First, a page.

The Goddess & the Moon - by Wendy Davies

I spent the night of Midsummer Eve on the top of the hill at Arthur’s Stone dreaming and watching.

The picture is by an artist friend, Wendy Davies. She based it around Pentre Ifan in Pembrokeshire. Arthur’s Stone is similar. I go there a lot, it’s only about 9 miles from me, on a crossing of ley lines some of which are now footpaths and on a long hilltop path from Merback Hill, along Moccas Hill, part of the Herefordshire Way.

I set up my bivi, drank some elderflower cordial and ate some raspberry-apple cake, and gave some for the earth, then sat waiting, watching. The quiet held me, deep below the plaints of the lambs newly weaned from the sheep; owls called; bats sparked out of the darkness, effortlessly missing me by inches as they went after insects. There were rustlings in the grass too, small beasts come to see who I was, what I did, scurrying on their nightly business; under and over all the soughing of the wind.

Slowly, so slowly I almost failed to notice, the light grew. I’d arrived just on moonrise, just before midnight on Midsummer’s Eve. Now time had passed into the new day, the solstice, the day the sun begins to stand still. The moon had veiled herself in clouds, allowing her light to spill around the edges, spin its way through the darkness, lightening it.

Roots spun down from me into the tump, down through the ground to the heart of the Earth. Threads spun up through me reaching to the moon above the clouds.

The landscape gestalted around me, what had been dark became light, light became dark, like a negative, like the pre-image that must then be developed into a picture.

I sat still, waiting, watching …

There were points of light. At first I thought they were stars, despite the clouds, then I realised they were close, very close. They were very 3D, almost a geometric design, reaching between me and the horizon. Between the points the threads spun. Not all the threads, if all had been there then I’d have seen nothing because the threads fill everything. Einstein knew them although he didn’t call them as I do. String theory grew itself around me in reality.

In Moon Song I wrote of threads. Isoldé is creating sacred space with the help of the earth spirits …

‘You are the spirits that inhabit the things of the Earth,’ she said, yet another revelation piling on top of the rest of the morning.

‘We are indeed, my lover,’ they chorused back to her. ‘We are indeed.’

They began to dance, circling the grove. They would each dance into the middle, to the head-stone, touch it and then dance back out again. As she watched, Isoldé saw lines forming as they did this, like weaving, a pattern of light-threads forming in the grove, made of all the colours of the rainbow. The threads pulsed, it was a living web.

She saw it then. This was the web, the wyrd the little demon had told her of, this was the web that Nial meant in biodynamics, even if it might not be quite as he thought, this was the web of life, all interconnected. She saw the threads touching herself, the trees in the grove, Mark, Tristan. If she peered hard enough she could see the threads reaching to every blade of grass. She blinked and shook her head. Seen like that it would make you think you couldn’t actually move because you were totally caught up in a bundle of threads. She looked down at herself now, in fact she was a bundle of threads. Her clothes, her body, her form seemed to have almost disappeared, wavered in and out of existence but what was strong in this new sight she had suddenly got was the interweaving threads. All the new age stuff about all life being interconnected was true, she could actually see it, all the threads interwove with each other. She watched a blade of grass grow, it was like a natural history film of speeded up slow-motion. As it grew so threads reached out to join with it as the threads it came from extended and grew to become the new grass.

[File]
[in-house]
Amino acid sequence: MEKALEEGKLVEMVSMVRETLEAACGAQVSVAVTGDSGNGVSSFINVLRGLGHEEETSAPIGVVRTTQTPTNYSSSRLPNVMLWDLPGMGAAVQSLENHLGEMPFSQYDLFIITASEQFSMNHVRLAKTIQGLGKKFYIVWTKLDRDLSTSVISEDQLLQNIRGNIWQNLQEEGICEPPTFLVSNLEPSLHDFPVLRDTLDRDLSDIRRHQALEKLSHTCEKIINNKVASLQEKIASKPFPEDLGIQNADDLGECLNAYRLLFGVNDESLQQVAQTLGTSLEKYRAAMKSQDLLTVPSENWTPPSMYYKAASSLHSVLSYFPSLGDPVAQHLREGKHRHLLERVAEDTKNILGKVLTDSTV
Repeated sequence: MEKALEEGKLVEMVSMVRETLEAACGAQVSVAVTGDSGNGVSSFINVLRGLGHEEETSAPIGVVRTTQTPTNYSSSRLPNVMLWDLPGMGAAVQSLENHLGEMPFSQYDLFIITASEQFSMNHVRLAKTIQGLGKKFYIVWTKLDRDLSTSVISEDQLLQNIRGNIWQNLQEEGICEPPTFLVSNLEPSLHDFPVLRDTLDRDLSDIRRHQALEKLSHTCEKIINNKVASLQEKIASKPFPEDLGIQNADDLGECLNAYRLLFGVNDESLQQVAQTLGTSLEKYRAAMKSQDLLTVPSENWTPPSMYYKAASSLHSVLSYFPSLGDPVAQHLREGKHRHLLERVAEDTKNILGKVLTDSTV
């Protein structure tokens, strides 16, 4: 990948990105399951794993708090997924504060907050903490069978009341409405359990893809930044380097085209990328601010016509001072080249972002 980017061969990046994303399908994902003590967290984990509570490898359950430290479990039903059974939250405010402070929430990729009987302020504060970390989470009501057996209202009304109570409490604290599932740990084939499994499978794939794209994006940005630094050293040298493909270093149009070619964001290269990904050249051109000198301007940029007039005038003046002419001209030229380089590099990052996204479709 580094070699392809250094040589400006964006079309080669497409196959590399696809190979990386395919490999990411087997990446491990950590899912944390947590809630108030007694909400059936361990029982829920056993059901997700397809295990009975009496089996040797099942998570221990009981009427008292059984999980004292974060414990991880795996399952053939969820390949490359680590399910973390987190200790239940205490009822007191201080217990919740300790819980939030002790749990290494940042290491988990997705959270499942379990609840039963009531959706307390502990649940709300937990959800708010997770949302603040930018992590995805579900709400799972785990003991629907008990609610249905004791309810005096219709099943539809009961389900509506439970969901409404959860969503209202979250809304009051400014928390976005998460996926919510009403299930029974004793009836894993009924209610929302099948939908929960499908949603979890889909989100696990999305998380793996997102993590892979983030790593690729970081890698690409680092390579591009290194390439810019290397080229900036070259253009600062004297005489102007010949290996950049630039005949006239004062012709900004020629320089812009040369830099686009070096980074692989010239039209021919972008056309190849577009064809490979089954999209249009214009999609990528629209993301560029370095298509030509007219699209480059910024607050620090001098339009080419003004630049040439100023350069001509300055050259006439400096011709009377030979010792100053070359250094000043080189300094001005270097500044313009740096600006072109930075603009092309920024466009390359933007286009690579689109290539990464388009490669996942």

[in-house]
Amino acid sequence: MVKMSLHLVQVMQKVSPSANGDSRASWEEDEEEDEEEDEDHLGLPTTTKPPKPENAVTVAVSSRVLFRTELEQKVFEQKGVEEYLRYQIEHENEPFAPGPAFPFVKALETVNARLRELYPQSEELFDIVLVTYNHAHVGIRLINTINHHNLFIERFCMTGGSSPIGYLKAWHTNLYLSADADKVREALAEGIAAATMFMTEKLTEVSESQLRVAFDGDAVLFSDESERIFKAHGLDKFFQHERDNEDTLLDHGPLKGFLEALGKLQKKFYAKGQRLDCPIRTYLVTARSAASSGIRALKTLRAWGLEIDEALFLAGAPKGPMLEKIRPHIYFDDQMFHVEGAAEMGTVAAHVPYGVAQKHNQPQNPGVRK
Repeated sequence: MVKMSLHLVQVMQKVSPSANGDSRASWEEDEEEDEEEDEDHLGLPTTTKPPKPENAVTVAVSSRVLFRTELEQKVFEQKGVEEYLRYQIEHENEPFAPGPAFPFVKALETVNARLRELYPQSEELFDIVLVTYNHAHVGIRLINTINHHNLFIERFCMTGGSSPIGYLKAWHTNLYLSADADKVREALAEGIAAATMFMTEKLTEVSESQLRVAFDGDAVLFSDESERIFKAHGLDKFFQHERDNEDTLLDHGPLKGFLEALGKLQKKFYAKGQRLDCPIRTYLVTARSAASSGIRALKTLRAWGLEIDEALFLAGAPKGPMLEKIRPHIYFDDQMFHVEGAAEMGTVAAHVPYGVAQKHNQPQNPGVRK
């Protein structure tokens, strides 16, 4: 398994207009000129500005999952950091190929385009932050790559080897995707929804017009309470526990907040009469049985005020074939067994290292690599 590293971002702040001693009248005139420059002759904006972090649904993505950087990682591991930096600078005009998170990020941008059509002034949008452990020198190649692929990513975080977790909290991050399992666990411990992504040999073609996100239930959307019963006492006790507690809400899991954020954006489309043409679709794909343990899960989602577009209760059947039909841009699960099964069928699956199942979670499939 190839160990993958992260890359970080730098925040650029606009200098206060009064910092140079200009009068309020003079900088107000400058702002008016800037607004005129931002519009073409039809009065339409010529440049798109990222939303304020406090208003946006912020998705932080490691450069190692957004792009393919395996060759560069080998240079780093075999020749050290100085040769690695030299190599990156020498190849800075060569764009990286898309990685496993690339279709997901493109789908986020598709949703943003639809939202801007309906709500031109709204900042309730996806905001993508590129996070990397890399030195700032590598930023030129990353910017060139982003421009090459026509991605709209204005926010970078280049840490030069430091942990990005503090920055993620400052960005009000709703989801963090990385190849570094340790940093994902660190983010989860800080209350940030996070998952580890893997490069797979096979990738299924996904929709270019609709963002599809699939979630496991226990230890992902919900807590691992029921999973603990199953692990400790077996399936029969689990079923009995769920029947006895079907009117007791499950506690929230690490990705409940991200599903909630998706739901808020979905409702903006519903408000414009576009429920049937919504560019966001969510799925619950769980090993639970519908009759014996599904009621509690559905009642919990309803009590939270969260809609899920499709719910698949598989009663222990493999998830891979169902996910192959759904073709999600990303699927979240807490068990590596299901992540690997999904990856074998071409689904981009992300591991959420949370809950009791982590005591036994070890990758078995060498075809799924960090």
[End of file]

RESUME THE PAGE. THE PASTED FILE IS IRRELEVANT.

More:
Her mind boggled. She blinked, shook her head and shut her eyes.

‘Can’t do it anymore!’ she gasped. ‘How do I turn it off?’

It was gone, immediately, just like that.

‘Just ask,’ said the pixie.

Isoldé sat in the grass, taking big, long breaths, eyes shut at first, hands hanging onto grass stems, fingernails digging into the earth.

‘Whoof! Ooof!’ she gasped. ‘That was big! Huge!’

Gradually her breathing slowed along with her heartbeat. She dared to open her eyes. Things were back to the normal she was used to, trees, grass, herself, her own body, no threads visible.

‘Thanks,’ she whispered. Then a thought struck her. ‘Eliot was right, you know, TS Eliot the poet. He said “Humankind cannot bear very much reality” and he was absolutely right. If everyone could see that they’d go nuts.’

The pixie was sat beside her now. He chuckled. ‘Mmmmm! We know. But there’s the problem … as long as human beings think everything is separate they make a total cock-up of everything because they try to work it all as separate things. Something has to be done about that and that’s what Tristan’s songs are about and why we need the Moon Song to bring it all together.’

‘You aren’t proposing that everyone sees what I just saw, are you?’

‘No. Well not at first, not until they can. You couldn’t have done it, seen it, if you hadn’t wanted to, if your soul hadn’t known it already, if your self hadn’t wanted to see it.’

Isoldé cocked an eyebrow at him.

‘It’s self-limiting,’ he said. ‘You can’t see until you can see. That’s what things being occult is about. They’re hidden, occluded, by the person’s own ability to see until that person is able to see.’

It was like that …